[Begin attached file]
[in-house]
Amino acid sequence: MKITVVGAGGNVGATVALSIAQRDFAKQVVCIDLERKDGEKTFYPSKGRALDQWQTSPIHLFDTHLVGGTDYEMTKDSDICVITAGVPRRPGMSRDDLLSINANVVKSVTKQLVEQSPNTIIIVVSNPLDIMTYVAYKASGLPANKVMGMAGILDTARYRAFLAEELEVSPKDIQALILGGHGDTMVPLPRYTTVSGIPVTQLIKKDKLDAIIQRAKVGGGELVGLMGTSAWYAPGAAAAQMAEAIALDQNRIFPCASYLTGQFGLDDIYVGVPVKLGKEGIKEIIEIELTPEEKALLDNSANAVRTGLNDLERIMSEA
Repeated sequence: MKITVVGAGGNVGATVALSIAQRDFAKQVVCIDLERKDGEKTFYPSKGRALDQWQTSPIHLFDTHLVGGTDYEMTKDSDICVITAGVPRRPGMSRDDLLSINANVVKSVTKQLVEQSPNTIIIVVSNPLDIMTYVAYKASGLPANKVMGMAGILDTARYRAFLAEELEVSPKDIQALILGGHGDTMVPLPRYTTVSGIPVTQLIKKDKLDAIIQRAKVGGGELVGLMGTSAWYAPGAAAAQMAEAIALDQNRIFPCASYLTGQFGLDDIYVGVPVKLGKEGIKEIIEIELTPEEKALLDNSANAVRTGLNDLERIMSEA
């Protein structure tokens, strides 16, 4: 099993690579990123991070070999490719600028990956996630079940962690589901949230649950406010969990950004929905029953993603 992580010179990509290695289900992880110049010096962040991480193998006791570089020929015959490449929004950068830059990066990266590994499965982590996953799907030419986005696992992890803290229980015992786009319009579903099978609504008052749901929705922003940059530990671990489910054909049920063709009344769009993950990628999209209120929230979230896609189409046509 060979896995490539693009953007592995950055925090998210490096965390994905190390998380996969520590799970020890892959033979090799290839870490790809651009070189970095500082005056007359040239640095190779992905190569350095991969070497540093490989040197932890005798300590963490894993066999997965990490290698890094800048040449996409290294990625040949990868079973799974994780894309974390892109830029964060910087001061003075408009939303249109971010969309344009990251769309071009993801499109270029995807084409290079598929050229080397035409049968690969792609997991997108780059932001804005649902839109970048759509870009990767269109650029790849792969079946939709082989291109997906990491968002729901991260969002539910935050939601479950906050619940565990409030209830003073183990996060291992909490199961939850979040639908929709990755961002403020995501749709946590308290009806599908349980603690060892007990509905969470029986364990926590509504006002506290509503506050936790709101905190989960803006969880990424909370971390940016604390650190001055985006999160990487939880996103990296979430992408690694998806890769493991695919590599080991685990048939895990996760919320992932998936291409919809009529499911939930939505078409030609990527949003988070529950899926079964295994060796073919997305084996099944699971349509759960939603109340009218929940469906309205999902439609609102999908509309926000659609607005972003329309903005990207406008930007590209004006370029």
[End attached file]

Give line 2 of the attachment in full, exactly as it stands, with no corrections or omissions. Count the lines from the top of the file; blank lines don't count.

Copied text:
Amino acid sequence: MKITVVGAGGNVGATVALSIAQRDFAKQVVCIDLERKDGEKTFYPSKGRALDQWQTSPIHLFDTHLVGGTDYEMTKDSDICVITAGVPRRPGMSRDDLLSINANVVKSVTKQLVEQSPNTIIIVVSNPLDIMTYVAYKASGLPANKVMGMAGILDTARYRAFLAEELEVSPKDIQALILGGHGDTMVPLPRYTTVSGIPVTQLIKKDKLDAIIQRAKVGGGELVGLMGTSAWYAPGAAAAQMAEAIALDQNRIFPCASYLTGQFGLDDIYVGVPVKLGKEGIKEIIEIELTPEEKALLDNSANAVRTGLNDLERIMSEA